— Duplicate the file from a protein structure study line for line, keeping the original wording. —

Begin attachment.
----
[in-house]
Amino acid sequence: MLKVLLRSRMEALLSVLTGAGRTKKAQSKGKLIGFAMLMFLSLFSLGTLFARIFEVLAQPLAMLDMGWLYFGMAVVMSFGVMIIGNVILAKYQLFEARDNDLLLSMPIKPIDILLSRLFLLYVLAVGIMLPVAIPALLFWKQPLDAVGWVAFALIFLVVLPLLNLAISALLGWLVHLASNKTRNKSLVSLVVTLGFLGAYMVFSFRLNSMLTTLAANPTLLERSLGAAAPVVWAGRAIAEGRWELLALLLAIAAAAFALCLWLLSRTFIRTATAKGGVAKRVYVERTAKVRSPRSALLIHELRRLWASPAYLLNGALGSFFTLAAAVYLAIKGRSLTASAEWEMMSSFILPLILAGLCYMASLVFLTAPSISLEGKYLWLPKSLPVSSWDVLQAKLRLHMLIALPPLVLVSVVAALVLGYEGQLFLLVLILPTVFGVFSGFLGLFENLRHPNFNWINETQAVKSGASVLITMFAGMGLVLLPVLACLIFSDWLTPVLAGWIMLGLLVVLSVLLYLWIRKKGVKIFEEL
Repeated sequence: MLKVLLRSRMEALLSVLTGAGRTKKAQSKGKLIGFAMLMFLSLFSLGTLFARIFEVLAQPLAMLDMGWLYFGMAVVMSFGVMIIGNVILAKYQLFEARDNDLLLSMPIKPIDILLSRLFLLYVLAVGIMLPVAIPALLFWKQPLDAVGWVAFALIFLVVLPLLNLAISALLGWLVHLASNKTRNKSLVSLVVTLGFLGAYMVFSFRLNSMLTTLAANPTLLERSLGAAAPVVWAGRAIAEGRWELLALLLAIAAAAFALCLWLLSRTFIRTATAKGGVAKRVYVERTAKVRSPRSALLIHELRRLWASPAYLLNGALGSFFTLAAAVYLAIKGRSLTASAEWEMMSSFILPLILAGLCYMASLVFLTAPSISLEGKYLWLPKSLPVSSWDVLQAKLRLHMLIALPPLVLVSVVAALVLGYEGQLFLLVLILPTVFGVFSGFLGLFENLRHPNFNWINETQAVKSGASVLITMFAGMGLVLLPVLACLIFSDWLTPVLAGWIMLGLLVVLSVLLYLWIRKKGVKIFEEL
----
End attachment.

[in-house]
Amino acid sequence: MLKVLLRSRMEALLSVLTGAGRTKKAQSKGKLIGFAMLMFLSLFSLGTLFARIFEVLAQPLAMLDMGWLYFGMAVVMSFGVMIIGNVILAKYQLFEARDNDLLLSMPIKPIDILLSRLFLLYVLAVGIMLPVAIPALLFWKQPLDAVGWVAFALIFLVVLPLLNLAISALLGWLVHLASNKTRNKSLVSLVVTLGFLGAYMVFSFRLNSMLTTLAANPTLLERSLGAAAPVVWAGRAIAEGRWELLALLLAIAAAAFALCLWLLSRTFIRTATAKGGVAKRVYVERTAKVRSPRSALLIHELRRLWASPAYLLNGALGSFFTLAAAVYLAIKGRSLTASAEWEMMSSFILPLILAGLCYMASLVFLTAPSISLEGKYLWLPKSLPVSSWDVLQAKLRLHMLIALPPLVLVSVVAALVLGYEGQLFLLVLILPTVFGVFSGFLGLFENLRHPNFNWINETQAVKSGASVLITMFAGMGLVLLPVLACLIFSDWLTPVLAGWIMLGLLVVLSVLLYLWIRKKGVKIFEEL
Repeated sequence: MLKVLLRSRMEALLSVLTGAGRTKKAQSKGKLIGFAMLMFLSLFSLGTLFARIFEVLAQPLAMLDMGWLYFGMAVVMSFGVMIIGNVILAKYQLFEARDNDLLLSMPIKPIDILLSRLFLLYVLAVGIMLPVAIPALLFWKQPLDAVGWVAFALIFLVVLPLLNLAISALLGWLVHLASNKTRNKSLVSLVVTLGFLGAYMVFSFRLNSMLTTLAANPTLLERSLGAAAPVVWAGRAIAEGRWELLALLLAIAAAAFALCLWLLSRTFIRTATAKGGVAKRVYVERTAKVRSPRSALLIHELRRLWASPAYLLNGALGSFFTLAAAVYLAIKGRSLTASAEWEMMSSFILPLILAGLCYMASLVFLTAPSISLEGKYLWLPKSLPVSSWDVLQAKLRLHMLIALPPLVLVSVVAALVLGYEGQLFLLVLILPTVFGVFSGFLGLFENLRHPNFNWINETQAVKSGASVLITMFAGMGLVLLPVLACLIFSDWLTPVLAGWIMLGLLVVLSVLLYLWIRKKGVKIFEEL